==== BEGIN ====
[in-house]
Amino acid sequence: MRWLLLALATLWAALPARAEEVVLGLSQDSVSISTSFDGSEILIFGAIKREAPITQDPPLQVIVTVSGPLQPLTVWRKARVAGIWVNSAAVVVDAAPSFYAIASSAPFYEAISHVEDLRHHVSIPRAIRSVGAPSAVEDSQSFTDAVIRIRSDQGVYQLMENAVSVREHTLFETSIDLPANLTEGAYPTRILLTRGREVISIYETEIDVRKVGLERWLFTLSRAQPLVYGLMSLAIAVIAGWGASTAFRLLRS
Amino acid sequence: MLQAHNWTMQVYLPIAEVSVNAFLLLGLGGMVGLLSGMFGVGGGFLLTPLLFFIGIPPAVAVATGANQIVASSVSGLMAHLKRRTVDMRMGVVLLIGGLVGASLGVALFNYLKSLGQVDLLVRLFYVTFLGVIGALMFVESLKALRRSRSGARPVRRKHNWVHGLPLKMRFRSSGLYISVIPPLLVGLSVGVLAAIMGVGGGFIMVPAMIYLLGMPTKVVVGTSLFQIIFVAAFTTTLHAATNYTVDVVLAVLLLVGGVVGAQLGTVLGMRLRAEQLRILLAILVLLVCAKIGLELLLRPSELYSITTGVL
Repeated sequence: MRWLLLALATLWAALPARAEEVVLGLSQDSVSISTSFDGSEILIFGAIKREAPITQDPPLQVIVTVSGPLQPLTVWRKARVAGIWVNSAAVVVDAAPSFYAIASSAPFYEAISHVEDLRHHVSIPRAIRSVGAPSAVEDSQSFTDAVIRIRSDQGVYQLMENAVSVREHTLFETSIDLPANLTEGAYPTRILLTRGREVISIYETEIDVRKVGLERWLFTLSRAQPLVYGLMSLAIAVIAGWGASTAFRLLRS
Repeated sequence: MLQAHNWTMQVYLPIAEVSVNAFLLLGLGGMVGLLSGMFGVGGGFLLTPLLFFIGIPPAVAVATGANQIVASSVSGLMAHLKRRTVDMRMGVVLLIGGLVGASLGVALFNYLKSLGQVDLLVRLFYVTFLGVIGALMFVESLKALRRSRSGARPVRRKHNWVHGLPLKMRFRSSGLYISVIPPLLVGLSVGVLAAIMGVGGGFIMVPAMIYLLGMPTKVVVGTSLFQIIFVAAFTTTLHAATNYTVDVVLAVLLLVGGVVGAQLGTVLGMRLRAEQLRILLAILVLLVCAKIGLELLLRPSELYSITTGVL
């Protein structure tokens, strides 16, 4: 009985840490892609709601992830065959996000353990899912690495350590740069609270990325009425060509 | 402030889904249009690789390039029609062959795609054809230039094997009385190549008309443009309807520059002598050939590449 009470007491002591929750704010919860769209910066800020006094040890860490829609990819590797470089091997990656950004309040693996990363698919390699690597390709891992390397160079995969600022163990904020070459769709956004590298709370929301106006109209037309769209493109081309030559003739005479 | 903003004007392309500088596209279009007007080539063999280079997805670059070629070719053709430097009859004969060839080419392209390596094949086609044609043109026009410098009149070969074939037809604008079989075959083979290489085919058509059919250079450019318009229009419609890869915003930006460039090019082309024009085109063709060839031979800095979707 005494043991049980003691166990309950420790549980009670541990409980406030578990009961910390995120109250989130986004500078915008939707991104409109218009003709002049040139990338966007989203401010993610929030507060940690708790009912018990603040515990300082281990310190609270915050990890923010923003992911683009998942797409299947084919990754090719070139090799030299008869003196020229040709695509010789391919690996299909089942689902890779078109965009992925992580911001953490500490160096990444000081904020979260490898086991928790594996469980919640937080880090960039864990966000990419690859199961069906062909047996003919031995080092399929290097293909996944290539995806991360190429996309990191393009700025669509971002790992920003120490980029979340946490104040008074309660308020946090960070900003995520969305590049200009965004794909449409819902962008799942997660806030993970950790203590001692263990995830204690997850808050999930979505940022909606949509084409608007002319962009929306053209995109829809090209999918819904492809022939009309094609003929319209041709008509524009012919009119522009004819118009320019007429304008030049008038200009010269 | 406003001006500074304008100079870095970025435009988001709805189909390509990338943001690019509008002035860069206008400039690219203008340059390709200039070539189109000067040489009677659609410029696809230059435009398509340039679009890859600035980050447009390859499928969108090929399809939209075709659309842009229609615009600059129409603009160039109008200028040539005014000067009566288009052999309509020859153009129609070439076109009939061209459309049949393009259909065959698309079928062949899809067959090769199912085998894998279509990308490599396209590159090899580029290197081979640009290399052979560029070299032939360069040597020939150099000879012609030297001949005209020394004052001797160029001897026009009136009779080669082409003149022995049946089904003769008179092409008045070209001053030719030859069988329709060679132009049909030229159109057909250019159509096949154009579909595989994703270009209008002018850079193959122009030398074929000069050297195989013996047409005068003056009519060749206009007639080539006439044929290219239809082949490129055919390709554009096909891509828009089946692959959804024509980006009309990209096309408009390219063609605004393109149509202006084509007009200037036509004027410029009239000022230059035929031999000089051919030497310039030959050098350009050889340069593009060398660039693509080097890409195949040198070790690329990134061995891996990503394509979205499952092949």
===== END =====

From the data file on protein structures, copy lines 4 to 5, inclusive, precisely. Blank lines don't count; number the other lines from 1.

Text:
Repeated sequence: MRWLLLALATLWAALPARAEEVVLGLSQDSVSISTSFDGSEILIFGAIKREAPITQDPPLQVIVTVSGPLQPLTVWRKARVAGIWVNSAAVVVDAAPSFYAIASSAPFYEAISHVEDLRHHVSIPRAIRSVGAPSAVEDSQSFTDAVIRIRSDQGVYQLMENAVSVREHTLFETSIDLPANLTEGAYPTRILLTRGREVISIYETEIDVRKVGLERWLFTLSRAQPLVYGLMSLAIAVIAGWGASTAFRLLRS
Repeated sequence: MLQAHNWTMQVYLPIAEVSVNAFLLLGLGGMVGLLSGMFGVGGGFLLTPLLFFIGIPPAVAVATGANQIVASSVSGLMAHLKRRTVDMRMGVVLLIGGLVGASLGVALFNYLKSLGQVDLLVRLFYVTFLGVIGALMFVESLKALRRSRSGARPVRRKHNWVHGLPLKMRFRSSGLYISVIPPLLVGLSVGVLAAIMGVGGGFIMVPAMIYLLGMPTKVVVGTSLFQIIFVAAFTTTLHAATNYTVDVVLAVLLLVGGVVGAQLGTVLGMRLRAEQLRILLAILVLLVCAKIGLELLLRPSELYSITTGVL